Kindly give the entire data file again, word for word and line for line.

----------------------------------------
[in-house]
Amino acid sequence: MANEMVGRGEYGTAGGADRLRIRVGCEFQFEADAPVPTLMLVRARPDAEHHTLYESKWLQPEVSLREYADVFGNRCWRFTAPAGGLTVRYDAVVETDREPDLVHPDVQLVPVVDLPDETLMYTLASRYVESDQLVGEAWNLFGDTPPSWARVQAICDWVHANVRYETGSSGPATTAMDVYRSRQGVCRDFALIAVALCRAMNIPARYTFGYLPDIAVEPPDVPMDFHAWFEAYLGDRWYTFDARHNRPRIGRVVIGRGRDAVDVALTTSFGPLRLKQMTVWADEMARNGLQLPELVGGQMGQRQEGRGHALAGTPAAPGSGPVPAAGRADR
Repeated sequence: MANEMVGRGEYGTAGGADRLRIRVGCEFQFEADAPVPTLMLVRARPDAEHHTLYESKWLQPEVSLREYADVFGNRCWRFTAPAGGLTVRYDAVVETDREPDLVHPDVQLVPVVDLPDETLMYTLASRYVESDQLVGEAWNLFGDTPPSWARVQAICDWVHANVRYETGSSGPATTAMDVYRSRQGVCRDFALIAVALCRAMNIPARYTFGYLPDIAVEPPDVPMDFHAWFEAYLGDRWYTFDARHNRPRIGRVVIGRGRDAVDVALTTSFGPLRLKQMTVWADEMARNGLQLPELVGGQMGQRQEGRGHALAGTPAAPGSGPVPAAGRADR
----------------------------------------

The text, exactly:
[in-house]
Amino acid sequence: MANEMVGRGEYGTAGGADRLRIRVGCEFQFEADAPVPTLMLVRARPDAEHHTLYESKWLQPEVSLREYADVFGNRCWRFTAPAGGLTVRYDAVVETDREPDLVHPDVQLVPVVDLPDETLMYTLASRYVESDQLVGEAWNLFGDTPPSWARVQAICDWVHANVRYETGSSGPATTAMDVYRSRQGVCRDFALIAVALCRAMNIPARYTFGYLPDIAVEPPDVPMDFHAWFEAYLGDRWYTFDARHNRPRIGRVVIGRGRDAVDVALTTSFGPLRLKQMTVWADEMARNGLQLPELVGGQMGQRQEGRGHALAGTPAAPGSGPVPAAGRADR
Repeated sequence: MANEMVGRGEYGTAGGADRLRIRVGCEFQFEADAPVPTLMLVRARPDAEHHTLYESKWLQPEVSLREYADVFGNRCWRFTAPAGGLTVRYDAVVETDREPDLVHPDVQLVPVVDLPDETLMYTLASRYVESDQLVGEAWNLFGDTPPSWARVQAICDWVHANVRYETGSSGPATTAMDVYRSRQGVCRDFALIAVALCRAMNIPARYTFGYLPDIAVEPPDVPMDFHAWFEAYLGDRWYTFDARHNRPRIGRVVIGRGRDAVDVALTTSFGPLRLKQMTVWADEMARNGLQLPELVGGQMGQRQEGRGHALAGTPAAPGSGPVPAAGRADR